A Feminist in Revolutionary France: Artist Elisabeth Vigee Le Brun at the Met
When I attended the exhibition of the artist Elisabeth Vigee Le Brun at the Met with an old friend, I found it very moving on many levels. I guess it’s not surprising that I was blown away by her technical aptitude since Vigee Le Brun is considered one of the most important female artists of all time. You can almost smell the rose in this detail of a portrait of her most famous patron, Marie Antoinette.
Today her skills as a colorist are widely admired, seen in this detail shot of a sublime combination of mustard, plum and blue.
And swoon, you know how obsessed I am with the portrayal of textiles in art–that veil, those ribbons!
Equally as fascinating, however, was what I learned about Vigee Le Brun’s life. She was an exceptionally strong and independent woman.
Vigee Le Brun vaulted to the top of her profession at the young age of 15 with a portrait of her mother. Despite the fact that two of the most important men in her life (her stepfather and her husband) absconded with her earnings, she ultimately triumphed and continued to a paint nobility throughout her long life (she died at age 86). She was the first woman to achieve the rank of painter to the king.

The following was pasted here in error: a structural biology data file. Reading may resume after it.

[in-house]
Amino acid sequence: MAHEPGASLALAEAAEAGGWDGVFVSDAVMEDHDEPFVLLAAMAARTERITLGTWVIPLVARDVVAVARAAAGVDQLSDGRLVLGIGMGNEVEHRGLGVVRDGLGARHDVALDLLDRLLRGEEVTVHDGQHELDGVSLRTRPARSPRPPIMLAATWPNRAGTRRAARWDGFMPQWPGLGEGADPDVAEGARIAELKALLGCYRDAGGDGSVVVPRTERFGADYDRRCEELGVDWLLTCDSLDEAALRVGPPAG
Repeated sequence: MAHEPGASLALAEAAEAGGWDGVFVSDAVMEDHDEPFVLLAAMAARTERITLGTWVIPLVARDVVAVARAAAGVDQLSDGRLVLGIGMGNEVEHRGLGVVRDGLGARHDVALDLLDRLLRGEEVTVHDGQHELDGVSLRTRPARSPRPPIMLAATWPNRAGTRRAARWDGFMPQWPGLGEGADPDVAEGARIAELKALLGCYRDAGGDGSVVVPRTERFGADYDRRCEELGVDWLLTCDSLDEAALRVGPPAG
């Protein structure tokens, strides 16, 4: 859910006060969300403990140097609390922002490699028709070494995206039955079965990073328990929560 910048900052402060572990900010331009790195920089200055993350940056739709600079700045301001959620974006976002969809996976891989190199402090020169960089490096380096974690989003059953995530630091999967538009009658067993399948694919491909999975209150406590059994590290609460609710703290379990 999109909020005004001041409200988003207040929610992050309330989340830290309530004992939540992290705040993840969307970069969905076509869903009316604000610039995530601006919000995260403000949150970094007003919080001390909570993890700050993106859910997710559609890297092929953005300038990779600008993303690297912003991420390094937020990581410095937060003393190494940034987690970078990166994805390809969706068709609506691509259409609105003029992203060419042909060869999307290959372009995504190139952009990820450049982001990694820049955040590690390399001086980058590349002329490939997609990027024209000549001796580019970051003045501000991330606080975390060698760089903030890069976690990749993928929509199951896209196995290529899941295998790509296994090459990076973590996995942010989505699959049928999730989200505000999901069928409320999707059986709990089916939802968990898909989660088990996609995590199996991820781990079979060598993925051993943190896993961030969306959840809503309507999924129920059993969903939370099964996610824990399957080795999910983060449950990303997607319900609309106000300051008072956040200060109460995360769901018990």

I admire her quiet confidence in her work. Some said her work wasn’t good enough to justify her fees, while others claimed it was so good that a man had to be responsible, accusing her of having a lover execute her paintings, but that didn’t stop her.
Vigee Le Brun ignored the criticism and soldiered on, establishing an empathetic relationship with her sitters. You can see that here in this detail shot showing the friendly smile of this prominent nobleman holding a document inscribed “Au Roi” (To the King).
At one point she caused a public stir for painting the teeth of a sitter, considered vulgar at the time. Vigee Le Brun simply didn’t care and continued to paint full smiles throughout her career.
What I admired most of all, however, is that she accomplished her professional stature while being a single mother at a time when most women were not seen outside the home. She left her spendthrift husband, taking her young daughter, to flee France when the Revolution and her association with Marie Antoinette became life threatening.
Vigee Le Brun lived outside of France on a constant journey throughout Europe plying her craft for 13 years. It had to be a struggle, yet she never lost the tenderness of motherhood. There is a palpable sense of compassion in every single portrait she painted of a child, as you can see in this detail of a portrait of her beloved daughter Julie.
To learn more about the artist’s life and see more highlights from the Met’s exhibition, head over to my article on Vigee Le Brun for the blog Hadley Court.
Self portrait from Wikipedia. Other paintings by Vigee Le Brun sourced from the Metropolitan Museum of Art’s exhibition. Detail shots by Lynn Byrne.